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Bill McKibben: Obama must show muscle to tackle climate change



US environmentalist Bill McKibben has argued that the Obama administration has continued to promote the extraction of polluting fossil fuels – the majority of which need to stay in the ground if the world wants to take tackling climate change seriously.

McKibben, who leads the environmental pressure group and has been campaigning for fossil fuels divestment, criticises the US president in an editorial for Rolling Stone magazine.

He acknowledges some of the positive measures promoted during his tenure, such as the incentives for green energy and the support for the Environmental Protection Agency’s regulations on new coal-fired power plants. However, McKibben says these steps are not sufficient in helping tackle climate change, as boosting renewable energy is ineffective if a country continues extracting fossil fuels.

It’s like eating a pan of Weight Watchers brownies after you’ve already gobbled a quart of Ben and Jerry’s”, he writes.

He also notes how Obama has changed his attitude over the years. The president said in 2008 that it was “time to end the tyranny of oil” and that during his term “the rise of the oceans will begin to slow”.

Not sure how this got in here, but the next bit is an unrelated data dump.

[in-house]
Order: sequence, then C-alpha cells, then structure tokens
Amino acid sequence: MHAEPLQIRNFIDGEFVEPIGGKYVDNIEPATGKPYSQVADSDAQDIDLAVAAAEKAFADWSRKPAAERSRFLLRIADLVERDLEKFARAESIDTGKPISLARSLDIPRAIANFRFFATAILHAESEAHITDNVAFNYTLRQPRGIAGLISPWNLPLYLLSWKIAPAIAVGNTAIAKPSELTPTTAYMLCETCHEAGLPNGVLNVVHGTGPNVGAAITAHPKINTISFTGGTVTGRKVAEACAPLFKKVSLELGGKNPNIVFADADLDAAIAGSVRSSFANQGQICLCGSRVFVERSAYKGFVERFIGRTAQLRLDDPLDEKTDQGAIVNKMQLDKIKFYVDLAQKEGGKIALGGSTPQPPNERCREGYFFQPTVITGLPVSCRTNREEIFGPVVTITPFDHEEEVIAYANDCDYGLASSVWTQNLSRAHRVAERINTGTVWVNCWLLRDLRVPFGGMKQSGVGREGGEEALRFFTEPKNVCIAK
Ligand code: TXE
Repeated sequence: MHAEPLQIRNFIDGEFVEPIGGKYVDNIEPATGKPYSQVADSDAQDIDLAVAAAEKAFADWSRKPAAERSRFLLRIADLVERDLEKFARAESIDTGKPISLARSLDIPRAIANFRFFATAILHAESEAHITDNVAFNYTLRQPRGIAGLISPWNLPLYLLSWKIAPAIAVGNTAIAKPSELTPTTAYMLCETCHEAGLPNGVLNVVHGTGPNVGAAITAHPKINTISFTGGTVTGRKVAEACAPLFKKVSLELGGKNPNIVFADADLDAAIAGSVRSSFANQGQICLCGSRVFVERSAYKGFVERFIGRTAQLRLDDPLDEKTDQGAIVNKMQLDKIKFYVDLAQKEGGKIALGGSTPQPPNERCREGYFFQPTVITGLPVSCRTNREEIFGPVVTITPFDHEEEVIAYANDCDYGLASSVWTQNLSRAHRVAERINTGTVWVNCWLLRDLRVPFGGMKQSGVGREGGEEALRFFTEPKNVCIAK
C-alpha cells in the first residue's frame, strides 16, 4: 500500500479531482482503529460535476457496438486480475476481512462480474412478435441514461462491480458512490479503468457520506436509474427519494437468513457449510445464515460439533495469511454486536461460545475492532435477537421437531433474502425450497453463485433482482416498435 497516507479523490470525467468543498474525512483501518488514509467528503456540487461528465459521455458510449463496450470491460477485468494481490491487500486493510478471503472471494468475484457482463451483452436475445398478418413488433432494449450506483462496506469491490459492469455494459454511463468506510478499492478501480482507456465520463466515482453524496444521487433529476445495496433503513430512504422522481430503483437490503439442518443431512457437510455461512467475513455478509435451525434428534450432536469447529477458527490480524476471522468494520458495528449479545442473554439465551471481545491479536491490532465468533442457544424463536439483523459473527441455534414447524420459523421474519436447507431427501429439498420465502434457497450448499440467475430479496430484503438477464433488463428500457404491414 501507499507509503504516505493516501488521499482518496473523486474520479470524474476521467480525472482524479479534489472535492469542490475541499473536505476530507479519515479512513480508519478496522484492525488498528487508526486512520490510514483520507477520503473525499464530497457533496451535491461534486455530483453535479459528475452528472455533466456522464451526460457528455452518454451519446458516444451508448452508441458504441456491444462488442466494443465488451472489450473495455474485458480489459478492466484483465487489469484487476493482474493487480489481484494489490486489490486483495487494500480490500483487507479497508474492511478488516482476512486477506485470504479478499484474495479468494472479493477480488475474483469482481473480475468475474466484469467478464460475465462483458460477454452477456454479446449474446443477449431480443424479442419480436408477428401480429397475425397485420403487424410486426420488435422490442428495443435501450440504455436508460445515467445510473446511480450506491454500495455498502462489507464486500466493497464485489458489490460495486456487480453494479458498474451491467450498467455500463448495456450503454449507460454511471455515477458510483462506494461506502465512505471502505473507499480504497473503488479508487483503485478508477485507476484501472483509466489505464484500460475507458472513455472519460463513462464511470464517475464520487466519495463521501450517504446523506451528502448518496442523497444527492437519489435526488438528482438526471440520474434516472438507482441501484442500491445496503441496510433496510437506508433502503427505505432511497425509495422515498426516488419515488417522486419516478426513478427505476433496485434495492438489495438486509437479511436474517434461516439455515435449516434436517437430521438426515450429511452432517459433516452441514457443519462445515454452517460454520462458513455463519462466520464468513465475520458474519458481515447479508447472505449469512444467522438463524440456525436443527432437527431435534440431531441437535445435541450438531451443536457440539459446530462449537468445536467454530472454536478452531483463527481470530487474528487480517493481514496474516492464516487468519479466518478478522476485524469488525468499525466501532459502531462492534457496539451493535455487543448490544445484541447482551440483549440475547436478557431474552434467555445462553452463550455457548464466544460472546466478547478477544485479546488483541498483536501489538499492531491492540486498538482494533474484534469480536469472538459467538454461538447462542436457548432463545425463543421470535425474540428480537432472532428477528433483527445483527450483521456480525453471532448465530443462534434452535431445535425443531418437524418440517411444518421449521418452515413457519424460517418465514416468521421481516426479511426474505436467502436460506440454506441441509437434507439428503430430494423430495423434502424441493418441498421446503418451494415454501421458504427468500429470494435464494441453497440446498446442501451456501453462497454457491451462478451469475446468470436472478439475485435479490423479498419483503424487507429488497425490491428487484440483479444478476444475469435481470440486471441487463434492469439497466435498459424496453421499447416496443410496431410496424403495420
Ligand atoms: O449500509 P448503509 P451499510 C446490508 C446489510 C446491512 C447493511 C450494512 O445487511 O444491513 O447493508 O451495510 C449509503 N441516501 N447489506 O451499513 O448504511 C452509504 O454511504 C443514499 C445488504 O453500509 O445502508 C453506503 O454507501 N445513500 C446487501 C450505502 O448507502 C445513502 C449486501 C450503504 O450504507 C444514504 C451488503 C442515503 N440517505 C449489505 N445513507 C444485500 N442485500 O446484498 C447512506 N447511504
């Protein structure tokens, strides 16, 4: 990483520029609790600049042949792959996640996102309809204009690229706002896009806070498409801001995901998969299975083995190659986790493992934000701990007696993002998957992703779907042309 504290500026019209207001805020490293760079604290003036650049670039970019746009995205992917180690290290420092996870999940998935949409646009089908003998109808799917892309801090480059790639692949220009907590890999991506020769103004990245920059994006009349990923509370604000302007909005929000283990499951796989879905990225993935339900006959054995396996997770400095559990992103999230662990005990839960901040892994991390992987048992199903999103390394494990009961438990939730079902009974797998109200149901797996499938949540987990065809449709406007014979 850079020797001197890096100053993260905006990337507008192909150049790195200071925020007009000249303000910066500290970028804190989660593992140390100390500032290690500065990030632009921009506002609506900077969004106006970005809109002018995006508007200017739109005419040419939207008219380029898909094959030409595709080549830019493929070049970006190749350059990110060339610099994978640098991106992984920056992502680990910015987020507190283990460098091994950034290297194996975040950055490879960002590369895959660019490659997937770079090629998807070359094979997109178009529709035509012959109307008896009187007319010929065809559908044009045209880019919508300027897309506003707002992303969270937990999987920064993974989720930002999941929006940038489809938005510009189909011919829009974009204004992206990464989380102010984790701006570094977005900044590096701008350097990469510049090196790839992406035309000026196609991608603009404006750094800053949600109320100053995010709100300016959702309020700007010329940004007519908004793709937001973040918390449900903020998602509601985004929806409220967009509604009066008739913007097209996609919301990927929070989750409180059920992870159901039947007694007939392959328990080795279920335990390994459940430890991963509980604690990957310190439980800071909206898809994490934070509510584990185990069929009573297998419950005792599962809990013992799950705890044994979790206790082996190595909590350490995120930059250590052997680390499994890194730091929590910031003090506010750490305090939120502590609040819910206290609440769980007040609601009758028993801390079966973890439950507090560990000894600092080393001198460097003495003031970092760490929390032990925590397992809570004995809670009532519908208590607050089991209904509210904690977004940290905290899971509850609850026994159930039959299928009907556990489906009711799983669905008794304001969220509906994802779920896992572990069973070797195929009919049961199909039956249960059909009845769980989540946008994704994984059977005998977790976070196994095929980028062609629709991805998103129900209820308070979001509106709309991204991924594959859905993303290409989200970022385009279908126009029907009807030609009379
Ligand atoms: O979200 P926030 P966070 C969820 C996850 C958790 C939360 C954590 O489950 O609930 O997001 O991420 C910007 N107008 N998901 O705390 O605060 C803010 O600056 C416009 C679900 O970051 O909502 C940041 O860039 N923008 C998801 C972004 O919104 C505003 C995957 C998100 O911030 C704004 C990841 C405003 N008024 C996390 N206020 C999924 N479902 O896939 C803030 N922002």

But in a speech in Oklahoma last year, Obama said, “Over the last three years, I’ve directed my administration to open up millions of acres for gas and oil exploration across 23 different states.We’ve quad­rupled the number of operating rigs to a record high. We’ve added enough new oil and gas pipeline to encircle the Earth.”

McKibben argues that not only is Obama not doing enough to fight climate change, but actually, he has made the problem worse.

He says that the president has given the go-ahead for oil drilling in the Arctic, auctioned the coal in the Wyoming’s Powder River basin, backed the Keystone XL pipeline to transport Canada’s oil from tar sands and eased coal mining in Kentucky.

McKibben also criticises Obama’s widely praised speech on climate change that he made in June.

Inspiring stuff, but then in October, when activists pressed him about Keystone at a Boston gathering, he said, ‘We had the climate change rally back in the summer.’ Oh.”

The founder concludes by hoping that Obama will have second thoughts on the Keystone XL pipeline, which is believed to be 95% completed.

The president went ahead and got it done”, he adds. “If only he’d apply that kind of muscle to stopping climate change.”

Further reading:

Keystone XL a ‘high-risk’ investment with minimal economic benefits

Barack Obama: five years at the top

Obama sends strong climate change message to global counterparts in speech

Protesters rally in Washington to urge US climate action

Is Barack Obama’s new-look cabinet sufficiently green?


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